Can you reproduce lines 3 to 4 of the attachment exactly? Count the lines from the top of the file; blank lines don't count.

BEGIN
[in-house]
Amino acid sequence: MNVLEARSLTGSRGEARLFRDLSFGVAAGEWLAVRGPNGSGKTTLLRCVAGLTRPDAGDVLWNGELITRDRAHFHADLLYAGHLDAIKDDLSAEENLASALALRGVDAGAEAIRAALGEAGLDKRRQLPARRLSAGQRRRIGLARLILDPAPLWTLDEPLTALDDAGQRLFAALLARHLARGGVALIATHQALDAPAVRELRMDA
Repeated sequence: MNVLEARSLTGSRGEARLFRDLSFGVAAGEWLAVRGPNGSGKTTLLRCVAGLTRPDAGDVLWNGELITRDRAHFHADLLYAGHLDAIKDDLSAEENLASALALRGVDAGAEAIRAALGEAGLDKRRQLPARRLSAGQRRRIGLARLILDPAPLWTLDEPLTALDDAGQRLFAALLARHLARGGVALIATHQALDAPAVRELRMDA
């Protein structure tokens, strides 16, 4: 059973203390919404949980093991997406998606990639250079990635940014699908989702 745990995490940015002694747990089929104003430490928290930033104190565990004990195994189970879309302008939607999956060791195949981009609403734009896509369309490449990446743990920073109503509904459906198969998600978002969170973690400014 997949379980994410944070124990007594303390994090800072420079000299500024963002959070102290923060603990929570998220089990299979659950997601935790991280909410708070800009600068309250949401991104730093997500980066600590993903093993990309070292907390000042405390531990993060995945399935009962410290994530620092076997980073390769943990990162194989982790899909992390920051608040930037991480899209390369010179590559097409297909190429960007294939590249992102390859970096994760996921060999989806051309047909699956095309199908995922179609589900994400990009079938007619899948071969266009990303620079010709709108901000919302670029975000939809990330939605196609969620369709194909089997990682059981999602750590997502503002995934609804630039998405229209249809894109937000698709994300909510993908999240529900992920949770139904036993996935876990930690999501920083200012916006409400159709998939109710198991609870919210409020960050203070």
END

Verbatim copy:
Repeated sequence: MNVLEARSLTGSRGEARLFRDLSFGVAAGEWLAVRGPNGSGKTTLLRCVAGLTRPDAGDVLWNGELITRDRAHFHADLLYAGHLDAIKDDLSAEENLASALALRGVDAGAEAIRAALGEAGLDKRRQLPARRLSAGQRRRIGLARLILDPAPLWTLDEPLTALDDAGQRLFAALLARHLARGGVALIATHQALDAPAVRELRMDA
């Protein structure tokens, strides 16, 4: 059973203390919404949980093991997406998606990639250079990635940014699908989702 745990995490940015002694747990089929104003430490928290930033104190565990004990195994189970879309302008939607999956060791195949981009609403734009896509369309490449990446743990920073109503509904459906198969998600978002969170973690400014 997949379980994410944070124990007594303390994090800072420079000299500024963002959070102290923060603990929570998220089990299979659950997601935790991280909410708070800009600068309250949401991104730093997500980066600590993903093993990309070292907390000042405390531990993060995945399935009962410290994530620092076997980073390769943990990162194989982790899909992390920051608040930037991480899209390369010179590559097409297909190429960007294939590249992102390859970096994760996921060999989806051309047909699956095309199908995922179609589900994400990009079938007619899948071969266009990303620079010709709108901000919302670029975000939809990330939605196609969620369709194909089997990682059981999602750590997502503002995934609804630039998405229209249809894109937000698709994300909510993908999240529900992920949770139904036993996935876990930690999501920083200012916006409400159709998939109710198991609870919210409020960050203070």